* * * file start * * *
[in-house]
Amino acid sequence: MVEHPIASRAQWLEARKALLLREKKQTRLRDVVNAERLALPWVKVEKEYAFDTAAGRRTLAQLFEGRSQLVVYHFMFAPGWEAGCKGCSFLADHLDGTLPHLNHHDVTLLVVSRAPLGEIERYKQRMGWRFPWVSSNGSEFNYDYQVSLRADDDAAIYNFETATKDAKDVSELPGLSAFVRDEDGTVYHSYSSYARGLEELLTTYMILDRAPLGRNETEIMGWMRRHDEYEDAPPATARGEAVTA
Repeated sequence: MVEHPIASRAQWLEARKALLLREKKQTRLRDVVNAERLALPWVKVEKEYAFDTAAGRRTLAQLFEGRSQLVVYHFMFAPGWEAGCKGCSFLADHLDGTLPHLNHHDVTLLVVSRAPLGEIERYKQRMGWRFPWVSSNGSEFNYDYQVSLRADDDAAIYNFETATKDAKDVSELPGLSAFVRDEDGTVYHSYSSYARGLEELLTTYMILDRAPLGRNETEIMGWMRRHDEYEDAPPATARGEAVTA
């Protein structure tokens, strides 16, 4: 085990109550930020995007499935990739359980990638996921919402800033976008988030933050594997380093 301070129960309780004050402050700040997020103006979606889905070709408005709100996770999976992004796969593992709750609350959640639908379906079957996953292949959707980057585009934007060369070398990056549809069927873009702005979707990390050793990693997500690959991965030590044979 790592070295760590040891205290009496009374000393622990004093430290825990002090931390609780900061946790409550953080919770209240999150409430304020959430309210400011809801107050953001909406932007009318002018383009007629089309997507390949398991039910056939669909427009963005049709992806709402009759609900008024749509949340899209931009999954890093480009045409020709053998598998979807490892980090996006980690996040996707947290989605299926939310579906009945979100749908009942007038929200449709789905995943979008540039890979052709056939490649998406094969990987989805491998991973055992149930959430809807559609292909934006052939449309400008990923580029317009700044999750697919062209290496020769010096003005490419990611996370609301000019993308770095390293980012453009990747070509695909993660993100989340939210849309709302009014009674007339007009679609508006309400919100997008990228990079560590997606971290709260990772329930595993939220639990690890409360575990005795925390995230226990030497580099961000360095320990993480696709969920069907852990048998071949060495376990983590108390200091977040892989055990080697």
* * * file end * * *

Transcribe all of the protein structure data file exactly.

[in-house]
Amino acid sequence: MVEHPIASRAQWLEARKALLLREKKQTRLRDVVNAERLALPWVKVEKEYAFDTAAGRRTLAQLFEGRSQLVVYHFMFAPGWEAGCKGCSFLADHLDGTLPHLNHHDVTLLVVSRAPLGEIERYKQRMGWRFPWVSSNGSEFNYDYQVSLRADDDAAIYNFETATKDAKDVSELPGLSAFVRDEDGTVYHSYSSYARGLEELLTTYMILDRAPLGRNETEIMGWMRRHDEYEDAPPATARGEAVTA
Repeated sequence: MVEHPIASRAQWLEARKALLLREKKQTRLRDVVNAERLALPWVKVEKEYAFDTAAGRRTLAQLFEGRSQLVVYHFMFAPGWEAGCKGCSFLADHLDGTLPHLNHHDVTLLVVSRAPLGEIERYKQRMGWRFPWVSSNGSEFNYDYQVSLRADDDAAIYNFETATKDAKDVSELPGLSAFVRDEDGTVYHSYSSYARGLEELLTTYMILDRAPLGRNETEIMGWMRRHDEYEDAPPATARGEAVTA
């Protein structure tokens, strides 16, 4: 085990109550930020995007499935990739359980990638996921919402800033976008988030933050594997380093 301070129960309780004050402050700040997020103006979606889905070709408005709100996770999976992004796969593992709750609350959640639908379906079957996953292949959707980057585009934007060369070398990056549809069927873009702005979707990390050793990693997500690959991965030590044979 790592070295760590040891205290009496009374000393622990004093430290825990002090931390609780900061946790409550953080919770209240999150409430304020959430309210400011809801107050953001909406932007009318002018383009007629089309997507390949398991039910056939669909427009963005049709992806709402009759609900008024749509949340899209931009999954890093480009045409020709053998598998979807490892980090996006980690996040996707947290989605299926939310579906009945979100749908009942007038929200449709789905995943979008540039890979052709056939490649998406094969990987989805491998991973055992149930959430809807559609292909934006052939449309400008990923580029317009700044999750697919062209290496020769010096003005490419990611996370609301000019993308770095390293980012453009990747070509695909993660993100989340939210849309709302009014009674007339007009679609508006309400919100997008990228990079560590997606971290709260990772329930595993939220639990690890409360575990005795925390995230226990030497580099961000360095320990993480696709969920069907852990048998071949060495376990983590108390200091977040892989055990080697």